Morningwake S (2022) The Experiences of Older Adults Labeled as a High Fall Risk: A Generic Qualitative Inquiry. J Geriatr Med Gerontol 8:128.

Original Article | OPEN ACCESS DOI: 10.23937/2469-5858/1510128

The Experiences of Older Adults Labeled as a High Fall Risk: A Generic Qualitative Inquiry

Stacey Morningwake, PhD*

Capella University, USA


Falling is a multifaceted phenomenon that greatly impacts older adults. Throughout fall research, the aspect of fall risk labeling has been unobserved. This study aimed to explore the perceptions of older adults given high fall risk labels. The focus of the study surrounded the research question, "What is the experience of older adults who have been labeled as a high fall risk?" Eight older adults aged 65-85 participated in this generic qualitative inquiry, with each participant given a high fall risk label during hospitalization. The study utilized a semi-structured interview model with interviews conducted in library study rooms throughout the western United States. Data were analyzed using thematic analysis with constant comparison. Results from this study indicated that participants defined a high fall risk as an individual who experienced a reduction or loss of health. Despite receiving their high fall risk label during hospitalization, participants did not view themselves as high fall risk, instead of viewing themselves as independent and autonomous beings. However, indications were made that the participants perceived a change in how others saw them after being given a high fall risk label. Findings from this study supported Erikson's stages of psychosocial development by providing a connection between theory, problem, and outcome, demonstrating the resurgence of complex developmental stages initiated by high fall risk labeling. This study provided tentative and initial findings that older adults negatively perceive high fall risk labels that challenge their identity. Increased research will continue to be needed exploring how older adults retain a sense of identity despite a variety of mental and physical challenges that research has shown older adults face.


Falls pose a universal public health problem that occurs in a multitude of settings. Falling is an unintentional or unplanned action where the body suddenly and unexpectedly moves from a higher position to a lower level, such as the ground or floor, without control [1]. Worldwide statistics show an estimated 646,000 individuals die annually from falling, with older adults suffering the greatest number of fatal falls [2]. As the population advances into old age, the group will experience declines in sensory-motor control and functioning [3-5]. Falls have been cited as the most common safety incident among hospitalized patients [6].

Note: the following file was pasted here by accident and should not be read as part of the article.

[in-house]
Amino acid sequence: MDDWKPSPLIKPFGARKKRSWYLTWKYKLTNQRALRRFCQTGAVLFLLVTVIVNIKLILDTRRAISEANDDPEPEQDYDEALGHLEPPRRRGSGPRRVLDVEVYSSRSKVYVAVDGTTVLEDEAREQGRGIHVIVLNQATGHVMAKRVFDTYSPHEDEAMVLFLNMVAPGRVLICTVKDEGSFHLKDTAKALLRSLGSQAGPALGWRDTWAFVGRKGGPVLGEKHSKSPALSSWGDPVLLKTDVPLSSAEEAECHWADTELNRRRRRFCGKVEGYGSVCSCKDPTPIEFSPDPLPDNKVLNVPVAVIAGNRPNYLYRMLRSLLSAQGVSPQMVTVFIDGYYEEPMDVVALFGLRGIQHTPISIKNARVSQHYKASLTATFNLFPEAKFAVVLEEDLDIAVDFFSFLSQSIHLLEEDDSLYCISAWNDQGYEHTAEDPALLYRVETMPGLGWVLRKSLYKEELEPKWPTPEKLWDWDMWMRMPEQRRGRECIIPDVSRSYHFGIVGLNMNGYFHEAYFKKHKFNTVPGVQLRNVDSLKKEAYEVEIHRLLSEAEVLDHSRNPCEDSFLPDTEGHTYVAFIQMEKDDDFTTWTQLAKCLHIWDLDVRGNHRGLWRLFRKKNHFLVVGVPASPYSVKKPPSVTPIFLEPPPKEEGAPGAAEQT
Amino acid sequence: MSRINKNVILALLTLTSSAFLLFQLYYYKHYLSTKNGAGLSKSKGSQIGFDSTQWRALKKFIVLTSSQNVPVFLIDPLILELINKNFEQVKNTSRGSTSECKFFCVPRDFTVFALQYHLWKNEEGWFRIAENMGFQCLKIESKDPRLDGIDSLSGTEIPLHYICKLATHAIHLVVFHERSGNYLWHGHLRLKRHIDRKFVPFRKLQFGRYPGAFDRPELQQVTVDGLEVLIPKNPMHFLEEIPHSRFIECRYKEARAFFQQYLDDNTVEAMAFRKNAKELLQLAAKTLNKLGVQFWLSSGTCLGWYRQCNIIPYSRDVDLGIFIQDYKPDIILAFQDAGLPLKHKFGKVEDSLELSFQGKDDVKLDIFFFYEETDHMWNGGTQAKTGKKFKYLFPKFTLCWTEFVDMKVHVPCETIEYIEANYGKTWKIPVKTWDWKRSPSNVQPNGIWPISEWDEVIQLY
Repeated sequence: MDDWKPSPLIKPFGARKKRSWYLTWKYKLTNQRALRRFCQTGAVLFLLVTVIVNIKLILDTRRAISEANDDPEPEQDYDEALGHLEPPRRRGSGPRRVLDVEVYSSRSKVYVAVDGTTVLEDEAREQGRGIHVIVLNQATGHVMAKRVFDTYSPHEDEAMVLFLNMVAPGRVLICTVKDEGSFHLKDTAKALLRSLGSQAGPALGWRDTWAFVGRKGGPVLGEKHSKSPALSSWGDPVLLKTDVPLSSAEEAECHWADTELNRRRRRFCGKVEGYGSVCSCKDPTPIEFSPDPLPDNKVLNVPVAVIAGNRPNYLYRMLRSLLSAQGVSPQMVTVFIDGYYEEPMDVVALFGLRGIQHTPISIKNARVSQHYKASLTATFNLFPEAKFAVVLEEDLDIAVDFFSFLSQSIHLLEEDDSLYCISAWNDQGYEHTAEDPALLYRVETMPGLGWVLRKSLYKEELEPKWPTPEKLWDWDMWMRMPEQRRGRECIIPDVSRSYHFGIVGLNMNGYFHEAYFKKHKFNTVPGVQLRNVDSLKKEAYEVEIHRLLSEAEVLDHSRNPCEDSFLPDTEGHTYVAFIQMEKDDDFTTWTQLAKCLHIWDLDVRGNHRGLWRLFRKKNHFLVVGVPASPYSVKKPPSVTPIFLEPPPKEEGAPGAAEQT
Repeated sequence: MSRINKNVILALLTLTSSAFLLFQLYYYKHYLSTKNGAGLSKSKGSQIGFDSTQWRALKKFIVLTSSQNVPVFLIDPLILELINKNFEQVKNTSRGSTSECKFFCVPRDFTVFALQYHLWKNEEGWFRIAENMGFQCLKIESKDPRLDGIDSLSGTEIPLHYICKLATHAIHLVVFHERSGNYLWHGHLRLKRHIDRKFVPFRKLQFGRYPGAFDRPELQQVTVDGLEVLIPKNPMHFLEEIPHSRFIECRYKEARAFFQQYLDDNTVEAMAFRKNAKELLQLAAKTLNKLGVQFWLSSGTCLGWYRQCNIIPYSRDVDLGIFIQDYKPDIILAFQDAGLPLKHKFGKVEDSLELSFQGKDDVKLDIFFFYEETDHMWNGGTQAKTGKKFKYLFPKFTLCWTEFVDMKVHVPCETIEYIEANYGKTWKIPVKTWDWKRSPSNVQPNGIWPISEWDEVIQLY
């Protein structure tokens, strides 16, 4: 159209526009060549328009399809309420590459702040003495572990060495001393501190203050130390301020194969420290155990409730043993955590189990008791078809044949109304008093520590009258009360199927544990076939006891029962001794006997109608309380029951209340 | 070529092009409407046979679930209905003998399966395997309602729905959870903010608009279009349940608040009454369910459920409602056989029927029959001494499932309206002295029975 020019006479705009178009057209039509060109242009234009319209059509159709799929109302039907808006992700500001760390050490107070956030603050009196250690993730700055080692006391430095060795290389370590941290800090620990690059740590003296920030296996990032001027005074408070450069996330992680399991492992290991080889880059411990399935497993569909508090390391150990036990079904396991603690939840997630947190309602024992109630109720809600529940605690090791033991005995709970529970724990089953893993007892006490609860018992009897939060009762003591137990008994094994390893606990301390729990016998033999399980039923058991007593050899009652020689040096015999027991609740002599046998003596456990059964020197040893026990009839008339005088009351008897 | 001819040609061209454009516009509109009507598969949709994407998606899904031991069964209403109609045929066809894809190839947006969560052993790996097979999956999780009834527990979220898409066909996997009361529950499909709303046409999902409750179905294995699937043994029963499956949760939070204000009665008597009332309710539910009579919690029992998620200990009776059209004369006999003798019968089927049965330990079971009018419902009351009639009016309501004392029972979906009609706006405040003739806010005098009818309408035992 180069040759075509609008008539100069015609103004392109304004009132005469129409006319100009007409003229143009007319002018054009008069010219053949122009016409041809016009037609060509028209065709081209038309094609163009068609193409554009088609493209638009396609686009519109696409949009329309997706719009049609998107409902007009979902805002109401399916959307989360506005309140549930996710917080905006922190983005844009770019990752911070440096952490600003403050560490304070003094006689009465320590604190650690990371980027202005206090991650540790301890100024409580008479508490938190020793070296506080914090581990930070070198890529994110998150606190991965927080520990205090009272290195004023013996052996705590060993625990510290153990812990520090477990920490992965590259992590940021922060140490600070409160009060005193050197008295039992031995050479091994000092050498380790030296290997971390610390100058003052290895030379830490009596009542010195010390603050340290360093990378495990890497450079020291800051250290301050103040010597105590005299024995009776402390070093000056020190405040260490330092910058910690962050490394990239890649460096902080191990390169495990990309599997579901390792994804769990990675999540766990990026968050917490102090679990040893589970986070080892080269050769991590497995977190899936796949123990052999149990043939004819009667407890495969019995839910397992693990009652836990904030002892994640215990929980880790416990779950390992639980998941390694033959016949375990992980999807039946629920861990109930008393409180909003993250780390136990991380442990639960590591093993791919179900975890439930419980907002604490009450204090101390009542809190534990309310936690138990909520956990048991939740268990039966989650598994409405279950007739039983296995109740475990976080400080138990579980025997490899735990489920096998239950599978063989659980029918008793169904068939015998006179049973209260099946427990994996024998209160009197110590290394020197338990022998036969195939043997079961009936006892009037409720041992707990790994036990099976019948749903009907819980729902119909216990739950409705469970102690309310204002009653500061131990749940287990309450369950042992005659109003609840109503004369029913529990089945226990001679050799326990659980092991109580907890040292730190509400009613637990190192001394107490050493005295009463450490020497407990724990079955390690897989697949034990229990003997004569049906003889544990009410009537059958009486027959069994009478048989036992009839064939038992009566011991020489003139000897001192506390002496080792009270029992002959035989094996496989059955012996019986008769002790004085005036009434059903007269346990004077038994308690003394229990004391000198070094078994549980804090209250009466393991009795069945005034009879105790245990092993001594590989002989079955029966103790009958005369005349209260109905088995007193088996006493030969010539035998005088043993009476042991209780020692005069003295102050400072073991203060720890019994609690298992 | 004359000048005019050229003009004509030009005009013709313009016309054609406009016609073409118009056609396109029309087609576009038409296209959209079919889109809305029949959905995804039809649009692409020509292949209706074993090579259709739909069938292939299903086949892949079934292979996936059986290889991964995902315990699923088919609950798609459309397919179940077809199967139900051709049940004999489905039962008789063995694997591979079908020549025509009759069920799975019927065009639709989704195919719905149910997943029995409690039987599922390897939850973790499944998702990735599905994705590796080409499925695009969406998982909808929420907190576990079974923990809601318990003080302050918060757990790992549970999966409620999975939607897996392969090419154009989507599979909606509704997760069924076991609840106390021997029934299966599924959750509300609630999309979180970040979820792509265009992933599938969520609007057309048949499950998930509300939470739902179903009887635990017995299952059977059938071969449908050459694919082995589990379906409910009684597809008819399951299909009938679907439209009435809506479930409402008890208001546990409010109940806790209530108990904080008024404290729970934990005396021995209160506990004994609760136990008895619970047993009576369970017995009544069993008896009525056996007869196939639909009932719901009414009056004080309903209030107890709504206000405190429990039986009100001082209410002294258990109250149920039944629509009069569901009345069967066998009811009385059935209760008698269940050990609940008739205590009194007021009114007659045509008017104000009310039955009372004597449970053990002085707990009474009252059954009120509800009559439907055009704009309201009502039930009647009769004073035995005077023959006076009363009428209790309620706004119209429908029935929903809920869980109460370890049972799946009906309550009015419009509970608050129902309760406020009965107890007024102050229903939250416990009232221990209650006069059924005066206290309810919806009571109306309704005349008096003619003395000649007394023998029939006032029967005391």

The prevention of falls during hospitalization has seen increased focus within the past decade. The Centers for Medicare and Medicaid Services implemented payment changes designed to encourage the prevention of falls, and as of October 1, 2008, Medicare no longer 7reimburses healthcare institutions for injuries that occur from falling during hospitalization [7]. The emphasis on fall prevention has continued with the Joint Commission mandating accredited hospitals perform fall risk assessments on inpatients [8].

Fall research often focuses primarily on the identification of risk factors [1,5,9], prevention [10], and intervention [11] with a tendency to examine the cause of the fall rather than an individual's experience. The impact of fall risk labels on self and collective identity has been overlooked in research despite indications that connections with health can shape or alter personal identity [12]. In this study, the researcher focused solely on the subjective experiences of older adults who were given a high fall risk label during hospitalization. The methodology allowed for exploring factors associated with aging to further knowledge of normative life events by utilizing Erikson's epigenetic stages of human development [13-15] to focus on Jung's sense of self [16].

Lack of awareness or miscalculated risk of falling can impact behavior and hinder behavioral changes that promote fall prevention. Fall prevention is contingent on behavioral change; however, research has shown that fall prevention regimens are ineffective [17]. When individuals cannot recognize or accept their risk for falling, they may be less likely to participate in preventative measures. Little is known about older adults' perception of high fall risk labels and what factors may motivate engagement in fall prevention activities [18].

Erikson proposed a comprehensive psychoanalytic theory of psychosocial development focused on ego, individual identity, and social identity [13-15]. Erikson delineated eight interrelated stages that every individual must pass through during their life cycle, with an individual's identity experiencing continued growth as it incorporates both experiences and challenges. Each stage builds upon the successful completion of previous stages, with unsuccessful stages projected to recur as deficiencies in the future. Revision of this work added the ninth stage of psychosocial development in which individuals confront the previous eight stages of development again with the negative beliefs having a dominant role over the positive [19].